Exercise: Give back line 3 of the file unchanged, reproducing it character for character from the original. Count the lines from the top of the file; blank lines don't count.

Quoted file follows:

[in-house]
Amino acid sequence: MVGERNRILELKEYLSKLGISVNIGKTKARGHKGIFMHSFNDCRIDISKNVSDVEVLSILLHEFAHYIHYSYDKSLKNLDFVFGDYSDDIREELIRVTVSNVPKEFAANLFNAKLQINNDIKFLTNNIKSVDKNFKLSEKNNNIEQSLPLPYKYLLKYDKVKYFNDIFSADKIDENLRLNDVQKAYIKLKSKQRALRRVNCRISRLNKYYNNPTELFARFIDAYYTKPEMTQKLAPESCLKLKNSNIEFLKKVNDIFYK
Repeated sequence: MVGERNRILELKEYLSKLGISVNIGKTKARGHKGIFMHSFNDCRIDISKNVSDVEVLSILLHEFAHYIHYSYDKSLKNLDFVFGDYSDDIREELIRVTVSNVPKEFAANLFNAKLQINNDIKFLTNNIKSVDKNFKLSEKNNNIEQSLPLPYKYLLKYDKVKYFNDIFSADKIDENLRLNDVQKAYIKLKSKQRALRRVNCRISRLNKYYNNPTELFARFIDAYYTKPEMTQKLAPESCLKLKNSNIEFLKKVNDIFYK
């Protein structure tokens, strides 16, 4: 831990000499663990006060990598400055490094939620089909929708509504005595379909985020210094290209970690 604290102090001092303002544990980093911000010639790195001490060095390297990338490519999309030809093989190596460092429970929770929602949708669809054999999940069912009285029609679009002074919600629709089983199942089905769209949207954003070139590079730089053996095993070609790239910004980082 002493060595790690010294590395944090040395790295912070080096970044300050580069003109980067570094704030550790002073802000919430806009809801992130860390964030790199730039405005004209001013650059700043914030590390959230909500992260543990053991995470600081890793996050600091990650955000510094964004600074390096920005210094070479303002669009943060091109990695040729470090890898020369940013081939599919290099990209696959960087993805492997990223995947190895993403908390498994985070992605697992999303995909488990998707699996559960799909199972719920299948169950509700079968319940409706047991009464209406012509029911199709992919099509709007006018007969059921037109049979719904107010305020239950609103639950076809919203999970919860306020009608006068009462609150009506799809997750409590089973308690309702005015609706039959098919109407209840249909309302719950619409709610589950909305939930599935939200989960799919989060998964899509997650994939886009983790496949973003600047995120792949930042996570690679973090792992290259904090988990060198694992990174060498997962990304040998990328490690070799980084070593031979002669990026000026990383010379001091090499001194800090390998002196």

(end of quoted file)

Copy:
Repeated sequence: MVGERNRILELKEYLSKLGISVNIGKTKARGHKGIFMHSFNDCRIDISKNVSDVEVLSILLHEFAHYIHYSYDKSLKNLDFVFGDYSDDIREELIRVTVSNVPKEFAANLFNAKLQINNDIKFLTNNIKSVDKNFKLSEKNNNIEQSLPLPYKYLLKYDKVKYFNDIFSADKIDENLRLNDVQKAYIKLKSKQRALRRVNCRISRLNKYYNNPTELFARFIDAYYTKPEMTQKLAPESCLKLKNSNIEFLKKVNDIFYK